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How to Begin Pumping Iron: The Road to Fitness.

Updated: Feb 12


The beginner in the area of fitness is faced with so many choices and so much information. (Bro Science) that most of the time leads to confusion, frustration, and injury, as well as them never making progress and ending up quitting altogether. I am starting a series of articles here, hoping to get a beginner on track and save them from countless hours and overwhelming confusion. I am not an EXPERT, and I am relaying my specific experiences.

The first and foremost piece of solid advice I cannot emphasize enough is to always a learner, always evaluate, and be willing to adjust as you go. If something does not work, don't do it, simply.

The first area I am going to cover is a basic understanding of the equipment you will be using, we will start with one of the most recognized pieces of equipment, the barbell.

Olympic Bars have surpassed standard bars that were commonly used in most weightlifting facilities. While Olympic bars got their name from being primarily used for Olympic weightlifting, they are now increasingly seen in sports centers, whether commercial gyms or high-performance facilities. Due to their competitive use, these bars have the same length and weight in their male and female versions. The “men’s bars” are slightly longer and heavier, able to handle more weight than the “women’s bars”. The terms “male” and “female” refer to the bars used in competition based on the athlete’s gender.

Standard bars, on the other hand, refer to all non-Olympic bars. They can be easily distinguished by their size and shape, as a standard bar usually has the same diameter throughout the grip area and the ends where the weight plates are loaded. In Olympic bars, however, there is a significant difference between the middle grip area and the ends where the weight plates are added.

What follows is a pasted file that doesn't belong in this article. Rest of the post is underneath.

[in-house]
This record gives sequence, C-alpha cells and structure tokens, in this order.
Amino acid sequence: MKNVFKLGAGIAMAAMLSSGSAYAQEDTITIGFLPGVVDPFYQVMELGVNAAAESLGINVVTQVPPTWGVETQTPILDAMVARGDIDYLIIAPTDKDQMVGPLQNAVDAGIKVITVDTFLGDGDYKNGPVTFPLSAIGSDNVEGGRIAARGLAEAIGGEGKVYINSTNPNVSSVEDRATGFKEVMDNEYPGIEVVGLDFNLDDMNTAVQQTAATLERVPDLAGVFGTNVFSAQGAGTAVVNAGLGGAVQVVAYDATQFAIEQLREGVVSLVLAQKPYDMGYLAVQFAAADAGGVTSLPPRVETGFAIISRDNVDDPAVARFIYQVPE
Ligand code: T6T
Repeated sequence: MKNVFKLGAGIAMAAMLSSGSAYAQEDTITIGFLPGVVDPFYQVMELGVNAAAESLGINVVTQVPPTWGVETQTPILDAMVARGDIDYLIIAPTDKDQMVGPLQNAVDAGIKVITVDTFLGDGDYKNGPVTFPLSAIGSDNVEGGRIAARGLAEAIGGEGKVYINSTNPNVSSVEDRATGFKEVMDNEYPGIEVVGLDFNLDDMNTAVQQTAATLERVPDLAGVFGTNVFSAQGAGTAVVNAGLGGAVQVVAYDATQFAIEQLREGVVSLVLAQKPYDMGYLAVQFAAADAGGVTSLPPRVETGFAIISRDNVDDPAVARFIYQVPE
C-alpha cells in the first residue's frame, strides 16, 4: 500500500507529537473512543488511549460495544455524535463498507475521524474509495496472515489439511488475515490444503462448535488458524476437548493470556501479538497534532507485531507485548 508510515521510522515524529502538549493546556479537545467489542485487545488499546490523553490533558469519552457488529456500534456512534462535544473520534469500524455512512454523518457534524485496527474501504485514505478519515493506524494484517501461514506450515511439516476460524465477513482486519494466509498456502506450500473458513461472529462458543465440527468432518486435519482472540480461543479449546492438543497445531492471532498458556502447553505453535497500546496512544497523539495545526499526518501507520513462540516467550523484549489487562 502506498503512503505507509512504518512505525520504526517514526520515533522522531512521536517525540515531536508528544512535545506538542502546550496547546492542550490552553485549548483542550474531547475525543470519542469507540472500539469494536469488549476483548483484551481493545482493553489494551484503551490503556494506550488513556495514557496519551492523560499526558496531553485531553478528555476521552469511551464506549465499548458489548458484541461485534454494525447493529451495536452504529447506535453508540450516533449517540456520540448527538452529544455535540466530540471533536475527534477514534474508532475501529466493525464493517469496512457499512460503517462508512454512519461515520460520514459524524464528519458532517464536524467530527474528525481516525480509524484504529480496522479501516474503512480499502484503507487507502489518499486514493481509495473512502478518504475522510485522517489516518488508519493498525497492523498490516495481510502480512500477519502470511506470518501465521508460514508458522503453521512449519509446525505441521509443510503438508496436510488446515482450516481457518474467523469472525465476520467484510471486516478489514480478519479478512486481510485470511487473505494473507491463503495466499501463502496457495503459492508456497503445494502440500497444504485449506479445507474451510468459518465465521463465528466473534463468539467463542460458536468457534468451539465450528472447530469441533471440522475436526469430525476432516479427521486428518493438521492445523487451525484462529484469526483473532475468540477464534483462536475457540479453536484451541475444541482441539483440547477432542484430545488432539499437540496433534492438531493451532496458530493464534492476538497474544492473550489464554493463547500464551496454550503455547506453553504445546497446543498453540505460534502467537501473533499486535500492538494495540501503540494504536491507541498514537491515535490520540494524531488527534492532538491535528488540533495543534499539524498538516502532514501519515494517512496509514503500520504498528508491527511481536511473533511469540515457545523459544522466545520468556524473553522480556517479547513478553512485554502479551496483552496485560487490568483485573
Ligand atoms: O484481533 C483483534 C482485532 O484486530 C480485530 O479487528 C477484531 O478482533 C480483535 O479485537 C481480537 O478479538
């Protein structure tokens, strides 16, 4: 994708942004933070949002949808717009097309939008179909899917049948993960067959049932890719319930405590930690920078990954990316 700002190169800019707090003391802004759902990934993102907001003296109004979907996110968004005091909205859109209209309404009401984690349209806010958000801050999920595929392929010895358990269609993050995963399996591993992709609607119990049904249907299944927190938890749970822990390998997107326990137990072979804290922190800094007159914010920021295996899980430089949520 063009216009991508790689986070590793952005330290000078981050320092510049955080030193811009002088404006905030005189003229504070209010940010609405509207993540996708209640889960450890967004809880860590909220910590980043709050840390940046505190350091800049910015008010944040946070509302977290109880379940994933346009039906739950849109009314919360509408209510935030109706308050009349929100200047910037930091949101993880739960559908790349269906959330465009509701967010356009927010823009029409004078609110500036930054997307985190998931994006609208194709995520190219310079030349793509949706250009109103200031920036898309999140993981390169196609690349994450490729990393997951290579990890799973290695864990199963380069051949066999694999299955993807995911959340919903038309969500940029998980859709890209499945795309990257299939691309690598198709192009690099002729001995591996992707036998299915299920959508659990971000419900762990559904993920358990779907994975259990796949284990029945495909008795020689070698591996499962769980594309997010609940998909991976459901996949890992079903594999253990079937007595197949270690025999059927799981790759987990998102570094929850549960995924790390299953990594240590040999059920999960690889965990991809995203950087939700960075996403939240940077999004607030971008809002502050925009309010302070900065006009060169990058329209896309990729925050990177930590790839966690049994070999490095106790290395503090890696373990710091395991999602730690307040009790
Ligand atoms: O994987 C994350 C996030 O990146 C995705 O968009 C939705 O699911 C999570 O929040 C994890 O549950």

Standard Barbell Plates and Olympic Plates are two common types of weight plates used in strength training. Here are the key differences between them:

  1. Hole Size:

    • Standard Barbell Plates have a 1-inch diameter hole, which fits standard or regular barbells with a 1-inch sleeve diameter.

  • Olympic Plates have a 2-inch diameter hole, designed to fit Olympic barbells with a 2-inch sleeve diameter.

  1. Weight Accuracy:

    • Olympic Plates are typically more accurate in weight compared to Standard Plates. Olympic plates often have a weight tolerance of +/- 2% or less, while standard plates may have a slightly higher weight tolerance.

  2. Size and Diameter:

    • Olympic Plates tend to be larger in diameter and thickness. A 45-pound Olympic plate is larger than its 45-pound standard counterpart.

    • Standard Plates are more compact and can be a good option for those with limited storage space.

  3. Compatibility:

    • Standard Plates are only compatible with standard barbells, limiting the types of exercises and weight variations you can use.

    • Olympic Plates are versatile and can be used with Olympic barbells, which are standard in most gyms. They also allow for a wider range of exercise options.

  4. Build Quality:

    • Olympic Plates are often made to a higher standard and are more durable. They are designed to withstand the rigors of Olympic lifting and can handle drops from overhead lifts.

    • Standard Plates may not be as robust and are more suitable for less intense lifting activities.

  5. Price:

    • Standard Plates are generally more affordable than Olympic Plates, making them a cost-effective choice for beginners or those with budget constraints.

    • Olympic Plates are typically more expensive due to their higher quality and precision.

In summary, the choice between Standard Barbell Plates and Olympic Plates depends on your specific needs and goals. If you have an Olympic barbell and engage in serious weightlifting, Olympic Plates are the better option. However, if you're on a budget or have a standard barbell, Standard Plates may suffice for basic strength training exercises.


This article was written by Michael R. Grigsby, one of the News Editor for LCTI, LLC. Michael is passionate about the outdoors, photography, strength sports, bodybuilding, and powerlifting, and he is dedicated to bringing you accurate and insightful news reports on a wide range of topics. He loves connecting with readers and is always happy to answer any questions you may have.

If you have any questions about this news article, please feel free to contact Michael by leaving a comment below.

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